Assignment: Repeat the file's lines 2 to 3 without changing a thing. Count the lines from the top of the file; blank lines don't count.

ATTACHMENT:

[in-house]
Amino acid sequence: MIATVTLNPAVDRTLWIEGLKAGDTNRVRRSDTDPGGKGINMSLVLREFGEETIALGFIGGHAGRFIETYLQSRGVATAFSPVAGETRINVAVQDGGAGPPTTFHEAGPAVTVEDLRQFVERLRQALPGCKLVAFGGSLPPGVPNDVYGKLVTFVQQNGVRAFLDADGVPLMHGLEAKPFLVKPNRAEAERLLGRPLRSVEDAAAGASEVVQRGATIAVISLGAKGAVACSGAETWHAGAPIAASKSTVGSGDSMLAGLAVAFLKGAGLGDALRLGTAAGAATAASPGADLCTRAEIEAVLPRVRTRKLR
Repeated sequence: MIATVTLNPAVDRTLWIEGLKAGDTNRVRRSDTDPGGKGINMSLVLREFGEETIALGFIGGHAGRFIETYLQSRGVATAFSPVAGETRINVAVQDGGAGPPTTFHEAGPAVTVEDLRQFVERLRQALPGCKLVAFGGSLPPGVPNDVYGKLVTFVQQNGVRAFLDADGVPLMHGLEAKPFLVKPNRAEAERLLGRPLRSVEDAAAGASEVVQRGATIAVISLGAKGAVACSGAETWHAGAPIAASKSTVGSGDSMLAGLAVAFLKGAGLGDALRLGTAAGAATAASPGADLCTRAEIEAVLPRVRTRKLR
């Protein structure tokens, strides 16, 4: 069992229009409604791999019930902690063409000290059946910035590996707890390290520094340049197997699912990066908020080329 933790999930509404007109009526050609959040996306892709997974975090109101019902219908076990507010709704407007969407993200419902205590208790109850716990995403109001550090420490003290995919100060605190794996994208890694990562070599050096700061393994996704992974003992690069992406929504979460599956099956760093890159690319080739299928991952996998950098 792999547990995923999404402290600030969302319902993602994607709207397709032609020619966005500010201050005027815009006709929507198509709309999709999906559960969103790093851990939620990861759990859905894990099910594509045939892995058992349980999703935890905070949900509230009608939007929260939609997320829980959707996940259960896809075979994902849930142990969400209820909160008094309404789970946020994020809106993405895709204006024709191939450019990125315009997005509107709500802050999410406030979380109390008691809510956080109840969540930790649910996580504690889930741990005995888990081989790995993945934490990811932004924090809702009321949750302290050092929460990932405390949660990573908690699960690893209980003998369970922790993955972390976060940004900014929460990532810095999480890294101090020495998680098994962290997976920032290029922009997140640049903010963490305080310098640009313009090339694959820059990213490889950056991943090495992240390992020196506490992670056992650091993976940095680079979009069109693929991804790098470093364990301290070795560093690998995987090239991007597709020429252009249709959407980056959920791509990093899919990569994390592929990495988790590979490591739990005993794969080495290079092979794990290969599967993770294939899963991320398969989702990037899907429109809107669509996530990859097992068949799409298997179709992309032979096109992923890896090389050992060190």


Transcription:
Amino acid sequence: MIATVTLNPAVDRTLWIEGLKAGDTNRVRRSDTDPGGKGINMSLVLREFGEETIALGFIGGHAGRFIETYLQSRGVATAFSPVAGETRINVAVQDGGAGPPTTFHEAGPAVTVEDLRQFVERLRQALPGCKLVAFGGSLPPGVPNDVYGKLVTFVQQNGVRAFLDADGVPLMHGLEAKPFLVKPNRAEAERLLGRPLRSVEDAAAGASEVVQRGATIAVISLGAKGAVACSGAETWHAGAPIAASKSTVGSGDSMLAGLAVAFLKGAGLGDALRLGTAAGAATAASPGADLCTRAEIEAVLPRVRTRKLR
Repeated sequence: MIATVTLNPAVDRTLWIEGLKAGDTNRVRRSDTDPGGKGINMSLVLREFGEETIALGFIGGHAGRFIETYLQSRGVATAFSPVAGETRINVAVQDGGAGPPTTFHEAGPAVTVEDLRQFVERLRQALPGCKLVAFGGSLPPGVPNDVYGKLVTFVQQNGVRAFLDADGVPLMHGLEAKPFLVKPNRAEAERLLGRPLRSVEDAAAGASEVVQRGATIAVISLGAKGAVACSGAETWHAGAPIAASKSTVGSGDSMLAGLAVAFLKGAGLGDALRLGTAAGAATAASPGADLCTRAEIEAVLPRVRTRKLR